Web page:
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Amateur metal detectorist finds Viking treasure in Britain

LONDON (Reuters) - A hoard of Viking coins, silver and jewelry could shine new light on the history of how the Kingdom of England came to exist, after it was discovered by a British amateur metal detectorist.

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Silver arm-rings are held by metal-detectorist, James Mather, who discovered a Viking Hoard, which also included silver ingots and rare coins of King Alfred of Wessex and King Ceolwulf II of Mercia, at the British Museum London Britain December 10, 2015. REUTERS/Peter Nicholls

LONDON (Reuters) - A hoard of Viking coins, silver and jewelry could shine new light on the history of how the Kingdom of England came to exist, after it was discovered by a British amateur metal detectorist.

The 186 coins, seven pieces of jewelry and 15 silver ingots were buried around the end of the 870s AD as Anglo-Saxon kings, in what is today England, began to fight back against Viking expansion across Britain.

"The hoard comes from a key moment in English history," said Gareth Williams, curator of Early Medieval Coinage at the British Museum.

Detectorist James Mather found the hoard, described as "nationally significant" by archaeologists, in October in Watlington, Oxfordshire and his discovery was announced on Thursday at the British Museum in London.

Vikings had been attacking Anglo-Saxon positions in today's Britain since the late 8th century but at the end of the 9th century, King Alfred of Wessex, Alfred the Great, defeated Viking forces at the battle of Edington, in southwest England.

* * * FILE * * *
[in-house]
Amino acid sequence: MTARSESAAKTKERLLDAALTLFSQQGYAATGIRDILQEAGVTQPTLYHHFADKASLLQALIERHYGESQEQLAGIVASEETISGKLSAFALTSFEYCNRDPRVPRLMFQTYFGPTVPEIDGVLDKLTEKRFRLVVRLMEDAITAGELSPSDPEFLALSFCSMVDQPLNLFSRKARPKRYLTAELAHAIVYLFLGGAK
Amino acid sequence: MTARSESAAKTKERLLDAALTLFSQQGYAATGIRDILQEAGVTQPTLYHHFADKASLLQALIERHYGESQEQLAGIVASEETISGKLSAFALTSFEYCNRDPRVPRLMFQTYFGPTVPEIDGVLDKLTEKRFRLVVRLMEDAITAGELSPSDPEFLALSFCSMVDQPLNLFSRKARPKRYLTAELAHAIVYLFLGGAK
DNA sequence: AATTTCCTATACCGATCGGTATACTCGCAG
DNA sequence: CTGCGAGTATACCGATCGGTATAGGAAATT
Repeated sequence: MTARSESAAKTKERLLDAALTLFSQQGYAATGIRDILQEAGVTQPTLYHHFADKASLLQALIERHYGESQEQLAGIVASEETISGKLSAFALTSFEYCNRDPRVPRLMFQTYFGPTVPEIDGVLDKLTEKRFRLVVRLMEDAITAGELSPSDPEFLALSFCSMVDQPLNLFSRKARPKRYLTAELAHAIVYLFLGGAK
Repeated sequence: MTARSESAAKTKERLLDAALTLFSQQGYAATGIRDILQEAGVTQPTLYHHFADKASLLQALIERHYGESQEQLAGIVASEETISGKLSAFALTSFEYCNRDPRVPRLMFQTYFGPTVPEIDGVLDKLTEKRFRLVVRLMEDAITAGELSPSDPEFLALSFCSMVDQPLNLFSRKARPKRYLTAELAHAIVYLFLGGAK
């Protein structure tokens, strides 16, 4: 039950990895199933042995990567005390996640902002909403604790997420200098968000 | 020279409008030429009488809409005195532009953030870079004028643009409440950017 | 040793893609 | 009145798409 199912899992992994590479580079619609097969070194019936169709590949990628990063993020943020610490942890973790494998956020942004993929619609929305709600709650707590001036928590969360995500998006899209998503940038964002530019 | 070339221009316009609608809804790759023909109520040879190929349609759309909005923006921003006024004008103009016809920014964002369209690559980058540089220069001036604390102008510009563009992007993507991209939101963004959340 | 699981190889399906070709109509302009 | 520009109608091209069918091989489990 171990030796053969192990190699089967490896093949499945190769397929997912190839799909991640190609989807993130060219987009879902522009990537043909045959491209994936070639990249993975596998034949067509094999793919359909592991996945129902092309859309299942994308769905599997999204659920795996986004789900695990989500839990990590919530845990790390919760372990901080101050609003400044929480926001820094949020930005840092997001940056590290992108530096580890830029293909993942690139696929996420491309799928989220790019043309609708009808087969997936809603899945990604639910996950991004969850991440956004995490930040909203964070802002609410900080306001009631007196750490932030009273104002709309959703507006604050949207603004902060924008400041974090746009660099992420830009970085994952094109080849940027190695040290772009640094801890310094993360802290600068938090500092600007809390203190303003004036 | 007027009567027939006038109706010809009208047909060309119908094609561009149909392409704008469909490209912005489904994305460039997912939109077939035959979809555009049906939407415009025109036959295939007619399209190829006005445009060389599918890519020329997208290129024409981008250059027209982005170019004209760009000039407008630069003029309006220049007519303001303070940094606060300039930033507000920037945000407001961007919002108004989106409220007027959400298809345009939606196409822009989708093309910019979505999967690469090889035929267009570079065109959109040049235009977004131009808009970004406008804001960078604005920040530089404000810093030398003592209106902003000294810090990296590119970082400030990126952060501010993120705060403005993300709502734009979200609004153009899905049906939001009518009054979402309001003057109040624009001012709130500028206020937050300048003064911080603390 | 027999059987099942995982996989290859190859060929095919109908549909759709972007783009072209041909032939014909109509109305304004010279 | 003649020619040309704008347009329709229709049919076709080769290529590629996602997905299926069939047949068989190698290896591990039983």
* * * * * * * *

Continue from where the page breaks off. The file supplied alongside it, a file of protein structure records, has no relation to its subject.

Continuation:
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It was a turning point that eventually caused Anglo-Saxon power to be unified as the Kingdom of England in the 10th century.

The find includes rare coins from Alfred's Wessex and from King Ceolwulf II's Kingdom of Mercia. It also contains Viking arm-rings and silver ingots.

"This hoard has the potential to provide important new information on relations between Mercia and Wessex," Williams said.

The hoard will now be assessed by an inquest at which a coroner will decide whether it can be officially regarded as treasure. If it is, Oxford's Ashmolean Museum has expressed interest in helping put it on display.

The find is one of many made by members of the public every year. These finds are recorded by Britain's Portable Antiquities Scheme which can be viewed online.

Over 100,000 archaeological finds were reported to the scheme in 2014 and 1,008 finds were declared as treasure. Ninety percent of this treasure was found by people with metal detectors.

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Reporting by Lisa Barrington

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